DERRYLORAN, a parish, partly in the barony of LOUGHINSHOLIN, county of LONDONDERRY, but chiefly in that of DUNGANNON, county of TYRONE, and province of ULSTER, on the road from Armagh to Coleraine, and from Omagh to Belfast; containing, with the post-town of Cookstown, 8,406 inhabitants. It comprises, according to the Ordnance survey, 12,100¼ statute acres, of which 9,656½ are in Tyrone, and 2,443¾ in Londonderry. There are 400 acres of woodland and 100 of bog; the remainder is arable and pasture land: the Drapers’ Company of London are the chief proprietors. The soil is fertile and well cultivated, and the bog is very valuable as fuel. The parish is well fenced and watered by the river Ballinderry, and ornamented with the plantations of Killymoon and Loughry, which, with the other seats, are more particularly noticed in the article on Cookstown. The living is a rectory, in the diocese of Armagh, and in the patronage of the Lord-Primate: the tithes amount to £552. 8. The glebe-house was built in 1820, by aid of a gift of £100 and a loan of £1050 from the late Board of First Fruits. The glebe consists of 71 acres. The church, situated in Cooks- town, was built in 1822, by aid of a loan of £3,000 from the same Board, and the Ecclesiastical Commissioners have recently granted £283 for its repair. In the R. C. divisions the parish is united to that of Desertcreight, and contains a chapel at Cookstown, where are also four dissenting meeting-houses. Besides the schools in Cook town, there are schools for both sexes at Ballygroogan, Tubberlane, Killycurragh, and Derrycrummy, aided by annual donations from Lord Castle-Steuart; two at Cloghoge; and one at Gortalowry, aided by collections at the R. C. chapel.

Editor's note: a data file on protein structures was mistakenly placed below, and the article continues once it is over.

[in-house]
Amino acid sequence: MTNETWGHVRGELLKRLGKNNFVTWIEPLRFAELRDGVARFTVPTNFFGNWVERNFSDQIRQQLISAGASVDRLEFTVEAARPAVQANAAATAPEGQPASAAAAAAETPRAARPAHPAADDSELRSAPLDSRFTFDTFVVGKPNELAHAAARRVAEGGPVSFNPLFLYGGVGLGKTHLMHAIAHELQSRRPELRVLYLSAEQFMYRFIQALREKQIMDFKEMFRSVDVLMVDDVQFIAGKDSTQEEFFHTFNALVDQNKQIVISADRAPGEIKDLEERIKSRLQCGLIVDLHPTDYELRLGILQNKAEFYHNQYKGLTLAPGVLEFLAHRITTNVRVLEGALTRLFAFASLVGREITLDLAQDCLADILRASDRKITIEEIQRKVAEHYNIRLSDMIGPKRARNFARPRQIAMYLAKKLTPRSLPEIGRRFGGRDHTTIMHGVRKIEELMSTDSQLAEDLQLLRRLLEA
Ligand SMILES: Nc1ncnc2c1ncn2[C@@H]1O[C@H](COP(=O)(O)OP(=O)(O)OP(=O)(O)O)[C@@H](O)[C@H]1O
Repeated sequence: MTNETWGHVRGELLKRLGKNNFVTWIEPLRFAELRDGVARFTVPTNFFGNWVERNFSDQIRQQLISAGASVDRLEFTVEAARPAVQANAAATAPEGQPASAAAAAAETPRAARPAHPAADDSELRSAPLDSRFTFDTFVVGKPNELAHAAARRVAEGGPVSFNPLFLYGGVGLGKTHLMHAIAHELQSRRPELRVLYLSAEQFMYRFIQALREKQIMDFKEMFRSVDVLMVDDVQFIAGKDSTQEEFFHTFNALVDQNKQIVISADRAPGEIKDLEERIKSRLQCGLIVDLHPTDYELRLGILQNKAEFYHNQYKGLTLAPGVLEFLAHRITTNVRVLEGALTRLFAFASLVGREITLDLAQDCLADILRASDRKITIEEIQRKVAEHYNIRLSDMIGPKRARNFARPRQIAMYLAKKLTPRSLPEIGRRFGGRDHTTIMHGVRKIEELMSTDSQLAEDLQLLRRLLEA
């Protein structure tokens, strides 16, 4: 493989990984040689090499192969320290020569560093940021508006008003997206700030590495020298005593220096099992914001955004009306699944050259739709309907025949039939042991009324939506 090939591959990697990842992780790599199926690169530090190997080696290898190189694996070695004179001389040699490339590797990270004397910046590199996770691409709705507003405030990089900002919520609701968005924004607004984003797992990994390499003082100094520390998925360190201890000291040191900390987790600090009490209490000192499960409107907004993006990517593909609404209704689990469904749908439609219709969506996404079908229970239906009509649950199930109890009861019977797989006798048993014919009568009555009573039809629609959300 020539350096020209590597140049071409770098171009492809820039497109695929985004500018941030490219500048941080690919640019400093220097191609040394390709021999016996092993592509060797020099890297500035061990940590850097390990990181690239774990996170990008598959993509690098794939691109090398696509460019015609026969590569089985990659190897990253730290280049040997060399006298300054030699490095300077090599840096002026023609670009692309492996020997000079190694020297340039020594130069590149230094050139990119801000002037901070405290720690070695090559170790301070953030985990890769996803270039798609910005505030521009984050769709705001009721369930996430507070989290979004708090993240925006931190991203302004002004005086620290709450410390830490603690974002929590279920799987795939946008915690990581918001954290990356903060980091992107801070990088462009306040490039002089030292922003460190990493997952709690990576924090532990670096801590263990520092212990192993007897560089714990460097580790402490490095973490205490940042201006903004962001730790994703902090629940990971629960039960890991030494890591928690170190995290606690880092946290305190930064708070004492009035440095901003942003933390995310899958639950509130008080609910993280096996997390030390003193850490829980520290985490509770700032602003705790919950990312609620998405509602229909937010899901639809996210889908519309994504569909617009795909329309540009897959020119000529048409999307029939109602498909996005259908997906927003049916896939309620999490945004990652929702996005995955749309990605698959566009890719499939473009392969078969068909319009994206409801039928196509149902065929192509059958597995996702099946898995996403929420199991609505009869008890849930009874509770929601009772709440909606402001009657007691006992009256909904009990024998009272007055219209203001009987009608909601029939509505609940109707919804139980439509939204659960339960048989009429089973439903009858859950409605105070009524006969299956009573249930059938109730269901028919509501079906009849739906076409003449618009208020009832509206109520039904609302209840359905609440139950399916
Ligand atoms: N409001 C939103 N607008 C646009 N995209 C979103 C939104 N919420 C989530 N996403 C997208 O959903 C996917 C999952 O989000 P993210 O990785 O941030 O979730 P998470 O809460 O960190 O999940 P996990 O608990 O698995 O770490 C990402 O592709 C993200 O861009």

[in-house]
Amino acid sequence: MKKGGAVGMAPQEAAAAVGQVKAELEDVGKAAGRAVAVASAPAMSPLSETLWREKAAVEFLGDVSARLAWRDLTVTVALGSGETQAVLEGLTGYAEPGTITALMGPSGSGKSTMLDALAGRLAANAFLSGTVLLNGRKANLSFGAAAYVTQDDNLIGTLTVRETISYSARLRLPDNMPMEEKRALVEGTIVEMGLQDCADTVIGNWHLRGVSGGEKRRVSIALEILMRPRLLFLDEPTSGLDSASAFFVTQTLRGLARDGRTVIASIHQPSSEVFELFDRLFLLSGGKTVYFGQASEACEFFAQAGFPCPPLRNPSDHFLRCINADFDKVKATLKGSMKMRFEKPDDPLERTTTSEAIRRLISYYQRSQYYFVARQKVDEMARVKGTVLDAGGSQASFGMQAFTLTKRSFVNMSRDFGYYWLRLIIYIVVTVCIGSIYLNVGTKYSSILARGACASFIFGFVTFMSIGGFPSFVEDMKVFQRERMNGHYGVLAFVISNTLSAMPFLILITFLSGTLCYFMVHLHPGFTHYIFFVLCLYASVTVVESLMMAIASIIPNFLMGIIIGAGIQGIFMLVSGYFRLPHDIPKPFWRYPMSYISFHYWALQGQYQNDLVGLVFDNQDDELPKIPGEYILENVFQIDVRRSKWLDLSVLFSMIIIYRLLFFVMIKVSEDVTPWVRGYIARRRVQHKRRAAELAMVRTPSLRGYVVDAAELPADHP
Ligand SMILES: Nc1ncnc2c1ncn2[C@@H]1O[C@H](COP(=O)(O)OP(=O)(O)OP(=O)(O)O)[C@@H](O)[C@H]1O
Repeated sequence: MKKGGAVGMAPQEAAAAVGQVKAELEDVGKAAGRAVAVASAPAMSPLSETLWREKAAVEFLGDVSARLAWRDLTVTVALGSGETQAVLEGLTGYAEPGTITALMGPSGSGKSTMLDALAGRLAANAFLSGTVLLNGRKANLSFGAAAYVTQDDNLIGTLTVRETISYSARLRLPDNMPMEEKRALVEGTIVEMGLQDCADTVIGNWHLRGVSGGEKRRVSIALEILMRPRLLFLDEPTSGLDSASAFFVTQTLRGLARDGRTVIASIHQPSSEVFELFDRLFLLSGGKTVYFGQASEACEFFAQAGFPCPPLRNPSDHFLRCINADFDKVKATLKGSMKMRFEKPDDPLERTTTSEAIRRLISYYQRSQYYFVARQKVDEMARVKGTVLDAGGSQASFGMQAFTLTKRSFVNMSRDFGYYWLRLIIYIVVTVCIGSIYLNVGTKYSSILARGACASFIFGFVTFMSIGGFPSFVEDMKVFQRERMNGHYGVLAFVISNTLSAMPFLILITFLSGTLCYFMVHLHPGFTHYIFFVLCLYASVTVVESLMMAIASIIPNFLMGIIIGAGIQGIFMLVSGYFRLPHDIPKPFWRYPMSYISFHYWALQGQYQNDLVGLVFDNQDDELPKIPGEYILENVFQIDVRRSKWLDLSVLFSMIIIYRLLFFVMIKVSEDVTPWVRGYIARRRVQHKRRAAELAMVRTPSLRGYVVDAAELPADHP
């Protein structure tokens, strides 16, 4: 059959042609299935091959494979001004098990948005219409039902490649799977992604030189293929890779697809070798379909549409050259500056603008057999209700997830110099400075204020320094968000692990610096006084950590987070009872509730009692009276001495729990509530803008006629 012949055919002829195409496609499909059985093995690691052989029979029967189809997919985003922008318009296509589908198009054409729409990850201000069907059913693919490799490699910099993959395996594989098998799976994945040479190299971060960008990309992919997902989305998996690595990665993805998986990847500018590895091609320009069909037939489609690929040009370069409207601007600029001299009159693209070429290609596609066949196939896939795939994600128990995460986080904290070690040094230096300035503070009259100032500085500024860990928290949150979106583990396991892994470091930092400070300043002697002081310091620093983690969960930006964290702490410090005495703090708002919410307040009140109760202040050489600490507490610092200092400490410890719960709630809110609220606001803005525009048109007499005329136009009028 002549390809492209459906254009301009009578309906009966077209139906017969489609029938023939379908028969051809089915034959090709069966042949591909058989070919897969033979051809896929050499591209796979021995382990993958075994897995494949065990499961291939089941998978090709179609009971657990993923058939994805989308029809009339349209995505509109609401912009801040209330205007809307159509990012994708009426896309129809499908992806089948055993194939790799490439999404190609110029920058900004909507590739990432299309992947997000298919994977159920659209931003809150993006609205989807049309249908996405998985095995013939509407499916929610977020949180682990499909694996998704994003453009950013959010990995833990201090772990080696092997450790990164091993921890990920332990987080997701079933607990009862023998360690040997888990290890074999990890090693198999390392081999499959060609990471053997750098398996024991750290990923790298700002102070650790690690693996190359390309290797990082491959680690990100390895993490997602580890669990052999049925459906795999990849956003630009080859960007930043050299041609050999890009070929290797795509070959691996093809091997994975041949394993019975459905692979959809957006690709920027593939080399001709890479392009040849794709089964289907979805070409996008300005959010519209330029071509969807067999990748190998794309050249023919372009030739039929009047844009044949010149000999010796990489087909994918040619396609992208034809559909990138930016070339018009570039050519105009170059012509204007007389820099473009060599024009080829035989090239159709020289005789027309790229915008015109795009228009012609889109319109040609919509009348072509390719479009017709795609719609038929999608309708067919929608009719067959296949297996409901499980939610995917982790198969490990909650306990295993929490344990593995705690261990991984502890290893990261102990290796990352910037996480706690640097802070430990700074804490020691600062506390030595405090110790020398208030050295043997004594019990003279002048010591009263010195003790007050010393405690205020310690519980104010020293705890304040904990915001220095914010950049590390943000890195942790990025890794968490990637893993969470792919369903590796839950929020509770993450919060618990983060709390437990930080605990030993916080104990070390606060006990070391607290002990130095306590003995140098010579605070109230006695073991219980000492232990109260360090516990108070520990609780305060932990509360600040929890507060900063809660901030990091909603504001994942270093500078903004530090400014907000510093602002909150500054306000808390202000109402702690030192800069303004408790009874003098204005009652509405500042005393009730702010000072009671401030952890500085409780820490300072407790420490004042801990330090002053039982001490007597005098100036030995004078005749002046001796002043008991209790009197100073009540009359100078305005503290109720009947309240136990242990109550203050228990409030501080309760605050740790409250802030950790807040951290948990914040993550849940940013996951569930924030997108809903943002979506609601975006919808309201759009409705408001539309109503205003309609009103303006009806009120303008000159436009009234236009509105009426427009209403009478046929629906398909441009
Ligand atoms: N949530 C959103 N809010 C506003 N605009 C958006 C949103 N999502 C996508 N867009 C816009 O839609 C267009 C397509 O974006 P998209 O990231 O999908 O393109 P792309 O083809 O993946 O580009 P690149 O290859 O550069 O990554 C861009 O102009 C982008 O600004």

COOKSTOWN, a market and post-town, in that part of the parish of DERRYLORAN which is in the barony of DUNGANNON, county of TYRONE, and province of ULSTER, 20 miles (E. N. E.) from Omagh, and 56½| (N. N. W.) from Dublin, by the mail road, but only 79 by the direct road; containing 2,883 inhabitants. This place derives its name from its founder, Allan Cook, who had a lease for years renewable under the see of Armagh, upon whose land the old town was built, about the year 1609. It is situated on the mail coach road from Dungannon to Coleraine, and consists of one wide street more than a mile and a quarter long, with another street intersecting it at right angles, containing 570 houses, many of which are large, well built with stone, and slated. The present town was built about the year 1750, by Mr. Stewart, its then proprietor, and is advantageously situated in a fine and fertile district, which is well wooded and watered, and abundantly supplied with limestone. A patent for a market and fairs was granted to Allan Cook, Aug. 3rd, 1628. The market is on Tuesday for grain, and on Saturday for linen cloth, flax, yarn, cattle, pigs, and provisions. Fairs are held on the first Saturday in every month, for general farming stock. The market-place consists chiefly of merchants’ stores and shops. At Greenvale is a large establishment for bleaching, dyeing, and finishing linens for the English markets; there are others at Wellbrook and at Ardtrea, besides two large ones at Tullylaggan. A constabulary police force has been stationed in the town. A manorial court for the primate’s manor of Ardtrea is held here” once a month, for the recovery of debts under £5: its jurisdiction extends into the parishes of Lissan, Derryloran, Kildress, Desertcreight, Arboe, Ardtrea, Clonoe, Ballyclog, Tamlaght, Ballinderry, and Donoghenry. Petty sessions are held on alternate Fridays. Close adjoining the town is Killymoon, the residence of W. Stewart, Esq., proprietor of the town and of the land immediately adjacent; it was built from a design by Mr. Nash, in the pure Saxon style, and is situated in an extensive demesne, containing some uncommonly fine timber. Not far distant are Loughry, the residence of J. Lindesay, Esq., and Lissan, the seat of Sir T. Staples, Bart. The former is in a demesne of about 200 acres, finely wooded, and watered by the river Loughry: the estate was granted, in 1604, by Jas. I. to Sir Robert Lyndesay, his chief harbinger, and has ever since been the residence of the senior branch of that ancient family, which is among the claimants of the earldom of Craufurd and Lyndesay. The other seats in the vicinity are Oaklands, the residence of Capt. Richardson; the glebe-house, of the Rev. C. Bardin, D. D.; and Greenvale, of T. Adair, Esq.; besides several other handsome houses in and near the town. The parish church of Derryloran, in the southern part of the town, is a large and hand some cruciform edifice, built of hewn freestone from a design by Mr. Nash, in the early English style of architecture: it has a tower and lofty octagonal spire, and the interior is fitted up in the Saxon style. Near the centre of the town is a large and handsome Presbyterian meeting-house, in connection with the Synod of Ulster, and also one in connection with the Associate Synod, each of which is of the first class and has a manse for the clergyman. A second meeting-house in connection with the Synod, of Ulster was built in 1835, and there are places of worship for Wesleyan and Primitive Methodists, and, at a short distance from the town, a large R. C. chapel. An infants’ school was established in 1834, by Mrs. Hassard and other ladies, for which a house is now being built; and a parochial school-house is also being erected, on land given by Mr. Stewart: near the town are several other schools. Here are also a news-room and a dispensary. Close to the town are the ruins of the old church of Derryloran, and not far distant are two large forts, one circular, the other square. In Killymoon demesne are the ruins of an old meeting-house; at Drumcraw is the site of a church, and at Loughry a fine cromlech.